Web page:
American morale continues to suffer as more and more details emerge on the leak of classified information that shows the NSA and FBI have been quietly monitoring the cyber lives of American denizens without our knowledge. It's hard to see a silver lining, though Salon's Andrew Leonard points out that there is one small one: free expression on Twitter.
Cynical humor is probably not exactly what Leonard is referring to, but comedy is one of the ways to deal with news that seems otherwise bleak or hopeless. (As David Simon points out, comedy makes us feel less bad about the fact that we're all going to die.)
Since the Guardian's Glenn Greenwald broke the first bit of news about the NSA's unfettered access to Verizon phone records, Twitter has been abuzz with jokes -- some goood, some not so good -- about the FBI, NSA and the NSA's classified program PRISM, which gives the NSA direct access to servers of nine tech companies.
There are the "NSA-is-watching-me-right-now" jokes:
And of course, the inevitable PRISM parody accounts:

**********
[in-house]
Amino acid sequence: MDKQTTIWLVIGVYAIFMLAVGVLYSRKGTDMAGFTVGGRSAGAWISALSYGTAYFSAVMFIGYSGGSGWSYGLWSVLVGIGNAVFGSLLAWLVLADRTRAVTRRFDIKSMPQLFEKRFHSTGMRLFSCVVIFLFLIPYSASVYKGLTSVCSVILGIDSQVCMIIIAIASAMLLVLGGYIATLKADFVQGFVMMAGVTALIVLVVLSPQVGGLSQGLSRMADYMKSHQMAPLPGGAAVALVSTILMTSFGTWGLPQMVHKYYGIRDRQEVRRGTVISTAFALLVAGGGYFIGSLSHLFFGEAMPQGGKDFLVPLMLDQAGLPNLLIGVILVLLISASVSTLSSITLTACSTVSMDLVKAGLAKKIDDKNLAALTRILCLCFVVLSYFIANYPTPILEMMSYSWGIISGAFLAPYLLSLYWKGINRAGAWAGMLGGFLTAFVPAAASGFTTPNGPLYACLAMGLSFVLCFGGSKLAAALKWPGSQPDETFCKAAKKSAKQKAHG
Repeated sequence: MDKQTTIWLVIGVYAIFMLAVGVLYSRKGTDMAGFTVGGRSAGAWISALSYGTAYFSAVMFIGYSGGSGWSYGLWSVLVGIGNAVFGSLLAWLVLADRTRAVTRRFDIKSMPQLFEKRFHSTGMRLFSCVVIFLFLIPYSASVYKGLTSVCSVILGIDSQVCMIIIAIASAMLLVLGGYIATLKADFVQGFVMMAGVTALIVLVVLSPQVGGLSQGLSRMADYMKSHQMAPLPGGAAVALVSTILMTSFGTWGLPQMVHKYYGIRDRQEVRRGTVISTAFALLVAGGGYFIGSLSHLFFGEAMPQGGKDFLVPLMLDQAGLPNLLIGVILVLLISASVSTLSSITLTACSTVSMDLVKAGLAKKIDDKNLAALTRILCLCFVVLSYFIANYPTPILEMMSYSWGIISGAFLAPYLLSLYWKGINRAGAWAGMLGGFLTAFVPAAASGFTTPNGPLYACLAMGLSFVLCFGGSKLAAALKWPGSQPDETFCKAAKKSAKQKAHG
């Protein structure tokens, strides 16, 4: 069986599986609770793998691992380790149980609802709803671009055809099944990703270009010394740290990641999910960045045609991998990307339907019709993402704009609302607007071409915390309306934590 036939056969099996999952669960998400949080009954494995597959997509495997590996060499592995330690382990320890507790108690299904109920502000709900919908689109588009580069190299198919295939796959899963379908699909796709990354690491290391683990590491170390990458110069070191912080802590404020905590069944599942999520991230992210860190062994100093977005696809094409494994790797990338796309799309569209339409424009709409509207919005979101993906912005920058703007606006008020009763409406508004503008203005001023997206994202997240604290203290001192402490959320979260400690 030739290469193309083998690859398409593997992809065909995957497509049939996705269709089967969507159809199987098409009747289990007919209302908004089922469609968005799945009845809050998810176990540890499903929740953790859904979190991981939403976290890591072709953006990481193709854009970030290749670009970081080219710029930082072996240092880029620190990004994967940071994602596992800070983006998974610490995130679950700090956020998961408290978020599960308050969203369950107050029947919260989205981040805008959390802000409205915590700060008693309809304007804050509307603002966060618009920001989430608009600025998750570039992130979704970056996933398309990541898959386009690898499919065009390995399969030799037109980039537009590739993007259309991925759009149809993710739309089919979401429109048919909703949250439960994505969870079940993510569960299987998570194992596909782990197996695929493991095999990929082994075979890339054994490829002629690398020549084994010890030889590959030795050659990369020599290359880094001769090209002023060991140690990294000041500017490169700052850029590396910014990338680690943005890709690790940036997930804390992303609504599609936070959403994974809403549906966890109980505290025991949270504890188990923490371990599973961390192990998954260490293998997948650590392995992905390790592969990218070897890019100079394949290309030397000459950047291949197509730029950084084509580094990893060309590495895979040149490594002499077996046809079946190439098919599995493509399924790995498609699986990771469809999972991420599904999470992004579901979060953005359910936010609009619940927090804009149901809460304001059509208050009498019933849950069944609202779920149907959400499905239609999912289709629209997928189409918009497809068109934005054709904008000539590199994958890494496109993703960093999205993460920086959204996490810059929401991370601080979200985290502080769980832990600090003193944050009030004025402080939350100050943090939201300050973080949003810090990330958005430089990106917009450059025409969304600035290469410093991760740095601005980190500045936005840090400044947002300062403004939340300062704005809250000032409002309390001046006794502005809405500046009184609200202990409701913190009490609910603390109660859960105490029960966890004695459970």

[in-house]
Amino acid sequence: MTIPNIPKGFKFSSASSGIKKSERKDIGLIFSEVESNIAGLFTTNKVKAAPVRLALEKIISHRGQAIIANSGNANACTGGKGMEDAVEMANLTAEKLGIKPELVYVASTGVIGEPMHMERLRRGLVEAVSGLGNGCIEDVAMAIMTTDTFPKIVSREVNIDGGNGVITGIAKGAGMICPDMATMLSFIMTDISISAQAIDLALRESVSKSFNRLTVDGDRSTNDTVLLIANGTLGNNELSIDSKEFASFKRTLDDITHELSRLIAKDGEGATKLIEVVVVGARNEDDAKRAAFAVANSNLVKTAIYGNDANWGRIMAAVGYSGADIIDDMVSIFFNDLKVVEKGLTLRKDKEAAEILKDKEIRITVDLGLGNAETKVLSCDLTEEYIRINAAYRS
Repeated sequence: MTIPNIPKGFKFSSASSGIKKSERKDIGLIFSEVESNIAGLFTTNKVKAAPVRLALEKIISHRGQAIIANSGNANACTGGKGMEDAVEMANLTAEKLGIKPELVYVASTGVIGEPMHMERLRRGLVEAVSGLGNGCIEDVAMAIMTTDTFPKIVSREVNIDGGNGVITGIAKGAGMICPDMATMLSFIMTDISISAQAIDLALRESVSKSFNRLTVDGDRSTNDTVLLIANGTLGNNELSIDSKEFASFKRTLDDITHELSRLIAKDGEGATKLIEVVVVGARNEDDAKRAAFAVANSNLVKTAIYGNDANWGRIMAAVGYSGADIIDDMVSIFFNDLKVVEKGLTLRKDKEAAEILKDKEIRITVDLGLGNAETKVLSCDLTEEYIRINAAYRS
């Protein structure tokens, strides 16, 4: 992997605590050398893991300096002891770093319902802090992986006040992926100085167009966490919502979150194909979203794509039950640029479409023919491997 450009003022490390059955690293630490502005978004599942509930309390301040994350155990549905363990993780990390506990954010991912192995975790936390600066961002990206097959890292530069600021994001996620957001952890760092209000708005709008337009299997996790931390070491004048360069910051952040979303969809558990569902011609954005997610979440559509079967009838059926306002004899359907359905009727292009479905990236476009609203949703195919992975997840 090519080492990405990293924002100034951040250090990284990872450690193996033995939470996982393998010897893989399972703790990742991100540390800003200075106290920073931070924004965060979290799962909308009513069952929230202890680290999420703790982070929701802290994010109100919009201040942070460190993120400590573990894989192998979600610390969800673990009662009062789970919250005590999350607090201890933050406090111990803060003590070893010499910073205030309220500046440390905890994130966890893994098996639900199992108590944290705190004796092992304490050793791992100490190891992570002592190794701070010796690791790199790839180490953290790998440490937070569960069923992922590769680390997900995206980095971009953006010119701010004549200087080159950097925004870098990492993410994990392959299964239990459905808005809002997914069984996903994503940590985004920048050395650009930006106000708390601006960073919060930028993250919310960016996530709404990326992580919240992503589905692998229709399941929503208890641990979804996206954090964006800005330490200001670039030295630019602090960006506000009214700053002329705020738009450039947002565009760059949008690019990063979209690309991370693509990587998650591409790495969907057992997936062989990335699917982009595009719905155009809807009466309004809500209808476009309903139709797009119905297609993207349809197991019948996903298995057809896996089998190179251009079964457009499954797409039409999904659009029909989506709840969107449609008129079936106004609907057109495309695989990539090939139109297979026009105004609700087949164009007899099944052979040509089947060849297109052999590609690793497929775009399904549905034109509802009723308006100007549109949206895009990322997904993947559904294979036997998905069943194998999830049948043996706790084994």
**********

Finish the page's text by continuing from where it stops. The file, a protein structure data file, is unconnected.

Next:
Which are maybe not so funny ...:
Twitter jokes got a second wind, though, thanks to the all-powerful NSA's laughably bad PowerPoint slides on PRISM:
Even Yale professor and statistician Edward Tufte was amused:
And then we had a good laugh at the WSJ, who literally thanked the NSA for data-mining:
But after a while, the jokes just got kind of sad because they ring with a certain truth:
And maybe a little overplayed:
But if it's too hard to resist all the jokes, however hackneyed they may be, there's a good reason for it: It makes the pain sting a little less and blunts the shock of discovering what many Americans long suspected -- that we're a lot more exposed than we'd like to believe.